Spotlight on Flavia Bruni
April 11, 2014 Leave a comment
Flavia Bruni first arrived in St Andrews in September 2009 to work as an intern to the USTC project. After her Master’s degree in the ‘History of the Age of the Reformation and Counter-Reformation’ at the University of Rome La Sapienza, with a dissertation on the devotion to St Joseph between the 15th and 16th centuries, Flavia earned a doctoral degree in History and Computer Science at the University of Bologna in 2006, and a MPhil degree in Early Printed Book Studies at the University of Siena at the end of the same year. In 2009 she undertook a diploma in Library Science at the Vatican Library School, and is now on the verge of completing a second PhD in Book History at the University of Siena. After working on a number of extensive projects focussed upon the study and cataloguing of early printed books in Italy, Flavia returned to St Andrews as a Postdoctoral Fellow with the USTC in September 2012, to undertake work on the Italian arm of the project.
Her research with the Italian RICI project (Ricerca sull’Inchiesta della Congregazione dell’Indice) on 16th-century inventories of Italian monastic libraries, begun in 2001, led Flavia to bibliography and history of books and libraries, particularly of the Early Modern Age, with a main focus on forbidden books and censorship. She also has keen interests in the field of digital humanities, especially in the theory and practice of text encoding and modelling, digitisation of manuscripts and early printed books, digital libraries and digital preservation. Flavia has also taken part in research investigating itinerant printing in Italy between 15th and 17th century “Mobilità dei mestieri del libro in Italia fra Quattrocento e Seicento” and to the two conferences related to that project. She is now co-organising, with Andrew Pettegree (co-ordinator of the USTC project), the sixth USTC Conference on Lost Books.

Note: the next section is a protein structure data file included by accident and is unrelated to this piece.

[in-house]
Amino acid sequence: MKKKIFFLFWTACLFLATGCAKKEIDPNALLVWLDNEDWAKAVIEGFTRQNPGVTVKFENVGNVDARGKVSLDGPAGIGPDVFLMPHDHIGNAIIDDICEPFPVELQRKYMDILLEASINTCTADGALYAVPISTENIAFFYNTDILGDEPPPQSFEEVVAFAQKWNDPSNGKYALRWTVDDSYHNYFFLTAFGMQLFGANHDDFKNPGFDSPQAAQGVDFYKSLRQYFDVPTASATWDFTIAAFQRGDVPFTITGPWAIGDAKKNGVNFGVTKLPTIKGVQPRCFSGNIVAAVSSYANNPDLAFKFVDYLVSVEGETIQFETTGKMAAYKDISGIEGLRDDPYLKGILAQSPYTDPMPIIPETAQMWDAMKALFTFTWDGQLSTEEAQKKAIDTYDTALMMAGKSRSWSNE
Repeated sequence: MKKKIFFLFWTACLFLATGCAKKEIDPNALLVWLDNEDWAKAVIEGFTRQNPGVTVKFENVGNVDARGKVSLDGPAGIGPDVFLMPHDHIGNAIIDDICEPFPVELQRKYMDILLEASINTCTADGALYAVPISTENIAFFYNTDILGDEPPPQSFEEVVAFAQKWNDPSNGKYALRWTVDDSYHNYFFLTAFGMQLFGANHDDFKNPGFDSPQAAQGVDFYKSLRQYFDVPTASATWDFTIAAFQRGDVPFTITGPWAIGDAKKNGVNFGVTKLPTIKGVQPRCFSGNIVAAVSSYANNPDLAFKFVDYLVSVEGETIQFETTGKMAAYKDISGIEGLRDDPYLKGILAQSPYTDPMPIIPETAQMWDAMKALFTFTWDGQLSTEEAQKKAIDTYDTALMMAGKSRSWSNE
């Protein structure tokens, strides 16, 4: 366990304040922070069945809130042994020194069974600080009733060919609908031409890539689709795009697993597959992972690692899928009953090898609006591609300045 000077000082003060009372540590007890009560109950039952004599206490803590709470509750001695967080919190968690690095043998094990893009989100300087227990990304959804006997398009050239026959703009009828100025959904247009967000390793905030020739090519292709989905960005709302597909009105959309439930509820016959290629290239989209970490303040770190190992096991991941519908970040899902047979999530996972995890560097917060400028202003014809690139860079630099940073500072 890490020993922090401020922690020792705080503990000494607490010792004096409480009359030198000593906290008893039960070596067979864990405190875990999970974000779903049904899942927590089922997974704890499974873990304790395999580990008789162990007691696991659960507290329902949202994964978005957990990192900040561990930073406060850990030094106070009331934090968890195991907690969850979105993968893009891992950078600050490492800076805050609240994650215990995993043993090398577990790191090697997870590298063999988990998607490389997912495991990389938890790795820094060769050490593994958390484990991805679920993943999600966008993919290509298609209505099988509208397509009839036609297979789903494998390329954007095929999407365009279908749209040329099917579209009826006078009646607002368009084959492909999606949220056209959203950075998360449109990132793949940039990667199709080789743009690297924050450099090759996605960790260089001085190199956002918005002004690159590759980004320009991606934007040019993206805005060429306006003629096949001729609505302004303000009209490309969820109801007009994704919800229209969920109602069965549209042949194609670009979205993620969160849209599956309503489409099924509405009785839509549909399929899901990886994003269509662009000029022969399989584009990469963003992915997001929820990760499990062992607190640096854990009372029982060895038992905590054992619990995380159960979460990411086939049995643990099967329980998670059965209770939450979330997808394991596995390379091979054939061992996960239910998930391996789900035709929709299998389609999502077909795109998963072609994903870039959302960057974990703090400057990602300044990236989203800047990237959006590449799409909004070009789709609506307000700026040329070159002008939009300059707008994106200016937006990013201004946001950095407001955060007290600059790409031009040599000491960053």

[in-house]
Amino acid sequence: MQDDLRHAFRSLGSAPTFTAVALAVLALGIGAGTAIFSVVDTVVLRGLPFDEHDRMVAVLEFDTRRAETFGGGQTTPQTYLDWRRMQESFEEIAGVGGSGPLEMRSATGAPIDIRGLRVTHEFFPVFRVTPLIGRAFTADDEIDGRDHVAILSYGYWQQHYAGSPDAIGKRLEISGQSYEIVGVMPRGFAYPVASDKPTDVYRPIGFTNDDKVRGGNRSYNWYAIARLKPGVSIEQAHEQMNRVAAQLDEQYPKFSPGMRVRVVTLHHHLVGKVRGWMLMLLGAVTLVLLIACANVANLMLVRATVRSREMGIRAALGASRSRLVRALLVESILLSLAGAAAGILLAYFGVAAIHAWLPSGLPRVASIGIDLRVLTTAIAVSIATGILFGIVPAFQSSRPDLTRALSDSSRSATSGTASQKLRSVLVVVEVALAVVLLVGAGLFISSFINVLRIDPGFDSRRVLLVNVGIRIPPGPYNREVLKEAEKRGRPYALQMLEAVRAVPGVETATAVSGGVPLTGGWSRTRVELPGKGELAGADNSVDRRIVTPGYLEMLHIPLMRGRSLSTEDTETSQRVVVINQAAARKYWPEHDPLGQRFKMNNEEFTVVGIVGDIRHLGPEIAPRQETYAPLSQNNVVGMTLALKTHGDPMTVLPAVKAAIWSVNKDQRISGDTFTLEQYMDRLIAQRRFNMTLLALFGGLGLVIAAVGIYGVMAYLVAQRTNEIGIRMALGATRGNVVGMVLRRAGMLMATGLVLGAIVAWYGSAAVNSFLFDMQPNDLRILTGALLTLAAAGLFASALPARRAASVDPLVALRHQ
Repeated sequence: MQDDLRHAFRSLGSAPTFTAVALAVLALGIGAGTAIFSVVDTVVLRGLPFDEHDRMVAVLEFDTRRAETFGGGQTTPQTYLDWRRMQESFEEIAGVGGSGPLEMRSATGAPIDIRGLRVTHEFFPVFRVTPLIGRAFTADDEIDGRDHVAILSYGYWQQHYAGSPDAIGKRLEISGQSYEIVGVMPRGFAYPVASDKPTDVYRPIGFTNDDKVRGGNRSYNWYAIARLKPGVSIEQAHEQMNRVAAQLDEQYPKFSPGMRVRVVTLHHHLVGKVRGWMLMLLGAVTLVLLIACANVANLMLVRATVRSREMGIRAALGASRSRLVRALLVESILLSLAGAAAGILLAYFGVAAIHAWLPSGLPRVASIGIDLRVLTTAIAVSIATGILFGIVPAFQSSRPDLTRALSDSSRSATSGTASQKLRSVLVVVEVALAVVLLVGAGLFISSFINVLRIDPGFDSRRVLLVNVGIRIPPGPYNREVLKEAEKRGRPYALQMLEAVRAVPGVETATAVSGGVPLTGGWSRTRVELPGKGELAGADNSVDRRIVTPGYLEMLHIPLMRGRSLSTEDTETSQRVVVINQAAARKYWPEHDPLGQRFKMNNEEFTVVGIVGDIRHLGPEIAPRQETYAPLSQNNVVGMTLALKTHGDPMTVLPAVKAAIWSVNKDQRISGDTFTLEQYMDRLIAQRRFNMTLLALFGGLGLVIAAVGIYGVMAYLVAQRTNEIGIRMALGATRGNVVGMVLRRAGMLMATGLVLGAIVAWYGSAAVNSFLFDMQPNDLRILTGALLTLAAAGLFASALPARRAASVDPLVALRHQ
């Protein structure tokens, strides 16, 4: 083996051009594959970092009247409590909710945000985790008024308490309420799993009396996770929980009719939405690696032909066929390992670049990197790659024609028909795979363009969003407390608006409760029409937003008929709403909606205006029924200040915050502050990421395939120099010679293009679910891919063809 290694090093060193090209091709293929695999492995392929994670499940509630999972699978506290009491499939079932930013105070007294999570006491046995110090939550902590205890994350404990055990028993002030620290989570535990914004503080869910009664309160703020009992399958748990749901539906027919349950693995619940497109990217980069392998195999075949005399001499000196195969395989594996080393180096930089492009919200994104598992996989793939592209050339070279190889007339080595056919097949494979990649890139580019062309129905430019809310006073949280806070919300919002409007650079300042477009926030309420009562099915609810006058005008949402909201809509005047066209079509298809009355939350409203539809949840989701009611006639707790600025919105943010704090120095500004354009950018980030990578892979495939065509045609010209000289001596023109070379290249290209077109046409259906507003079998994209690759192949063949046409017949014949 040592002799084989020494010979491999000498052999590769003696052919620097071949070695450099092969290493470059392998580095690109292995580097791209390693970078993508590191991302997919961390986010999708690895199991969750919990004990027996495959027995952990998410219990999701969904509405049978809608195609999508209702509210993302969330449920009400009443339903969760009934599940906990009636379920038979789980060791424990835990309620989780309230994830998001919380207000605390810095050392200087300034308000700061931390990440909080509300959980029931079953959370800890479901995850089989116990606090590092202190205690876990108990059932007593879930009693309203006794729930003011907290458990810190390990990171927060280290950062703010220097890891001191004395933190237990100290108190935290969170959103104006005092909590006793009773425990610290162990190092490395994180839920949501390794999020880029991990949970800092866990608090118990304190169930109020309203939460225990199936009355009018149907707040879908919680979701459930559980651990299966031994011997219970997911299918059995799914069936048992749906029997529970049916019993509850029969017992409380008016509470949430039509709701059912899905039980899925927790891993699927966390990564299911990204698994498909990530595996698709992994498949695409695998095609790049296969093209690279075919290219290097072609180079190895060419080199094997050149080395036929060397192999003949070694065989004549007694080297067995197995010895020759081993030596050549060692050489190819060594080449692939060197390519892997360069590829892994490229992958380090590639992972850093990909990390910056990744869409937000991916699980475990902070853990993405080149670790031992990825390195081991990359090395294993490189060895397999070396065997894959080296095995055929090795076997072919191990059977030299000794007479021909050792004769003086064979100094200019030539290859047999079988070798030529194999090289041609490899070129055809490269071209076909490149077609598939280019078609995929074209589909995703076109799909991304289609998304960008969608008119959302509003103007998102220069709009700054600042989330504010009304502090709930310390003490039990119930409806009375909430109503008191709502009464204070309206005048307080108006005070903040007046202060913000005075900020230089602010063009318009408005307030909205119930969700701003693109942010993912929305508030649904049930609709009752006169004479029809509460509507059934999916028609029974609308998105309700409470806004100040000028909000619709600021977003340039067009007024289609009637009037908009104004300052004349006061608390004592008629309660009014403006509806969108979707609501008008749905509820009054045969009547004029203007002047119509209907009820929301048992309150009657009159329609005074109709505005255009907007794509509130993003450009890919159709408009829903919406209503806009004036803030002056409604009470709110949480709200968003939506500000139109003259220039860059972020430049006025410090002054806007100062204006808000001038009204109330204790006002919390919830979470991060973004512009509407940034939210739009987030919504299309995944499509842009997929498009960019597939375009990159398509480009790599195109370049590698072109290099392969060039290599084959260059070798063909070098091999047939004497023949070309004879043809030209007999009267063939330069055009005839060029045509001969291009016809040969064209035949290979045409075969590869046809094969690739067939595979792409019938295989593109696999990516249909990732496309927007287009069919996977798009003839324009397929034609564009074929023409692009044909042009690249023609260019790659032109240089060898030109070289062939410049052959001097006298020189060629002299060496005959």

In her first book, “Erano di molti libri proibiti”. Frate Lorenzo Lucchesi e la censura libraria a Lucca alla fine del Cinquecento, Flavia reassessed the case of a friar who acted as the official censor for the Bishop of the Republic of Lucca at the end of the 16th century, who has been erroneously considered by scholarship to be a “libertine friar” because of the number of forbidden books that he kept. After a series of articles on book inventories and physical markings on books, such as ownership inscriptions, bindings and labels, as sources for the history of libraries in the Modern Age, Flavia is now working to her second monograph. This will trace the history of the book collection of the Servite cloister of San Pier Piccolo of Arezzo (Italy) from the 16th century to today, and in so doing will suggest a new approach to the history of censorship throughout the Early Modern Catholic world.
Since 2012 Flavia has participated in the teaching of the M.Litt. Degree in Book History, in particular working with students on the core course ‘The Hand Press Book from Renaissance to Romanticism (MO5113), and the training module on ‘Technical Bibliography’ (MO5012).
Living in the UK is a dream come true for Flavia, a passionate fan of British indie rock bands, and whenever she is not busy with research she is apt to escape to Dundee or Glasgow to enjoy gigs and rummage around in record shops, waiting for the big event of the year – mud bathing at T in the Park!